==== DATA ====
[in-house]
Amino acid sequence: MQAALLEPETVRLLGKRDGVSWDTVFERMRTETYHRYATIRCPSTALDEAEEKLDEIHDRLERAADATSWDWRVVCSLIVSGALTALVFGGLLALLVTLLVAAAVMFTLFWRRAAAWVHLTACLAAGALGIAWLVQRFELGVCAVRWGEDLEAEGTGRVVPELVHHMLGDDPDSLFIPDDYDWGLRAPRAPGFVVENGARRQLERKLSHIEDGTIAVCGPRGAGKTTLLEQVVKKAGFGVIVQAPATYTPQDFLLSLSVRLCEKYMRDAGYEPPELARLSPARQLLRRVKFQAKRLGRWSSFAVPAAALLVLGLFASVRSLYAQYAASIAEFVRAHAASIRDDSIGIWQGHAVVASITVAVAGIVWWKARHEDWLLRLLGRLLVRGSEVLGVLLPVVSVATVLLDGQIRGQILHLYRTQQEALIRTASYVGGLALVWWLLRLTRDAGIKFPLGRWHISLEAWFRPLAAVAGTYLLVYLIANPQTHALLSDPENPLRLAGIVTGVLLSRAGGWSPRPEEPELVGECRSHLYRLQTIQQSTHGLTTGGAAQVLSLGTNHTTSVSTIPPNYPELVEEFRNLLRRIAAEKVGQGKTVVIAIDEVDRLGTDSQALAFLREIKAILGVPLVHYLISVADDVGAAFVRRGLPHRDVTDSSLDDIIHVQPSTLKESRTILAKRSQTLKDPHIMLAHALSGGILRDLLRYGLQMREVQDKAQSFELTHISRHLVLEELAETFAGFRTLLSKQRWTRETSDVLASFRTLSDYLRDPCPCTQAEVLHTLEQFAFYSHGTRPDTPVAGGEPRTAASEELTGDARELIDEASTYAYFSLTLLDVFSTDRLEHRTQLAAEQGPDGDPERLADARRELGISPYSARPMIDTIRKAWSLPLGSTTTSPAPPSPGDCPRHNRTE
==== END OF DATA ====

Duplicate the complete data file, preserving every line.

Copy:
[in-house]
Amino acid sequence: MQAALLEPETVRLLGKRDGVSWDTVFERMRTETYHRYATIRCPSTALDEAEEKLDEIHDRLERAADATSWDWRVVCSLIVSGALTALVFGGLLALLVTLLVAAAVMFTLFWRRAAAWVHLTACLAAGALGIAWLVQRFELGVCAVRWGEDLEAEGTGRVVPELVHHMLGDDPDSLFIPDDYDWGLRAPRAPGFVVENGARRQLERKLSHIEDGTIAVCGPRGAGKTTLLEQVVKKAGFGVIVQAPATYTPQDFLLSLSVRLCEKYMRDAGYEPPELARLSPARQLLRRVKFQAKRLGRWSSFAVPAAALLVLGLFASVRSLYAQYAASIAEFVRAHAASIRDDSIGIWQGHAVVASITVAVAGIVWWKARHEDWLLRLLGRLLVRGSEVLGVLLPVVSVATVLLDGQIRGQILHLYRTQQEALIRTASYVGGLALVWWLLRLTRDAGIKFPLGRWHISLEAWFRPLAAVAGTYLLVYLIANPQTHALLSDPENPLRLAGIVTGVLLSRAGGWSPRPEEPELVGECRSHLYRLQTIQQSTHGLTTGGAAQVLSLGTNHTTSVSTIPPNYPELVEEFRNLLRRIAAEKVGQGKTVVIAIDEVDRLGTDSQALAFLREIKAILGVPLVHYLISVADDVGAAFVRRGLPHRDVTDSSLDDIIHVQPSTLKESRTILAKRSQTLKDPHIMLAHALSGGILRDLLRYGLQMREVQDKAQSFELTHISRHLVLEELAETFAGFRTLLSKQRWTRETSDVLASFRTLSDYLRDPCPCTQAEVLHTLEQFAFYSHGTRPDTPVAGGEPRTAASEELTGDARELIDEASTYAYFSLTLLDVFSTDRLEHRTQLAAEQGPDGDPERLADARRELGISPYSARPMIDTIRKAWSLPLGSTTTSPAPPSPGDCPRHNRTE